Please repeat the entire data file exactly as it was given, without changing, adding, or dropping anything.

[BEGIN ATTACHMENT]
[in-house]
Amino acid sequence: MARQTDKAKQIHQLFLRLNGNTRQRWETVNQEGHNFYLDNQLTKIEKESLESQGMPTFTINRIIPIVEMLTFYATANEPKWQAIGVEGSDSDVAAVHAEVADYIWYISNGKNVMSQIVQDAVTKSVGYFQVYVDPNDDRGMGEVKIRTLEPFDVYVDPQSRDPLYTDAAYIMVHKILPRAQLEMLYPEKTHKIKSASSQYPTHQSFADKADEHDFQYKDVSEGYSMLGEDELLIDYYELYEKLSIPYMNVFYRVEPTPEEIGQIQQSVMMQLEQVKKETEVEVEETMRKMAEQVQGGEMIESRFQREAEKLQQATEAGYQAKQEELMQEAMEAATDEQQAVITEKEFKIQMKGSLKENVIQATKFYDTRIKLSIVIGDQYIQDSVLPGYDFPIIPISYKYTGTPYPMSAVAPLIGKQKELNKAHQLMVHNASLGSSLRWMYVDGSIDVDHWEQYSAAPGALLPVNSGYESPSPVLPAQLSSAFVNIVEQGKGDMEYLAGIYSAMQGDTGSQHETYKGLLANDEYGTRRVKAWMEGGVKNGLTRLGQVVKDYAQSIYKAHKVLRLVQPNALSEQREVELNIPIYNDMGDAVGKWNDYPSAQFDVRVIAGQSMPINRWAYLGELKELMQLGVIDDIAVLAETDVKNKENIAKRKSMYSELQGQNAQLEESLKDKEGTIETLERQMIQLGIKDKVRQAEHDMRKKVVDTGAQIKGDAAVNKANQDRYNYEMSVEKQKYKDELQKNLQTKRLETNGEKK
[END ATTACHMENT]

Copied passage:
[in-house]
Amino acid sequence: MARQTDKAKQIHQLFLRLNGNTRQRWETVNQEGHNFYLDNQLTKIEKESLESQGMPTFTINRIIPIVEMLTFYATANEPKWQAIGVEGSDSDVAAVHAEVADYIWYISNGKNVMSQIVQDAVTKSVGYFQVYVDPNDDRGMGEVKIRTLEPFDVYVDPQSRDPLYTDAAYIMVHKILPRAQLEMLYPEKTHKIKSASSQYPTHQSFADKADEHDFQYKDVSEGYSMLGEDELLIDYYELYEKLSIPYMNVFYRVEPTPEEIGQIQQSVMMQLEQVKKETEVEVEETMRKMAEQVQGGEMIESRFQREAEKLQQATEAGYQAKQEELMQEAMEAATDEQQAVITEKEFKIQMKGSLKENVIQATKFYDTRIKLSIVIGDQYIQDSVLPGYDFPIIPISYKYTGTPYPMSAVAPLIGKQKELNKAHQLMVHNASLGSSLRWMYVDGSIDVDHWEQYSAAPGALLPVNSGYESPSPVLPAQLSSAFVNIVEQGKGDMEYLAGIYSAMQGDTGSQHETYKGLLANDEYGTRRVKAWMEGGVKNGLTRLGQVVKDYAQSIYKAHKVLRLVQPNALSEQREVELNIPIYNDMGDAVGKWNDYPSAQFDVRVIAGQSMPINRWAYLGELKELMQLGVIDDIAVLAETDVKNKENIAKRKSMYSELQGQNAQLEESLKDKEGTIETLERQMIQLGIKDKVRQAEHDMRKKVVDTGAQIKGDAAVNKANQDRYNYEMSVEKQKYKDELQKNLQTKRLETNGEKK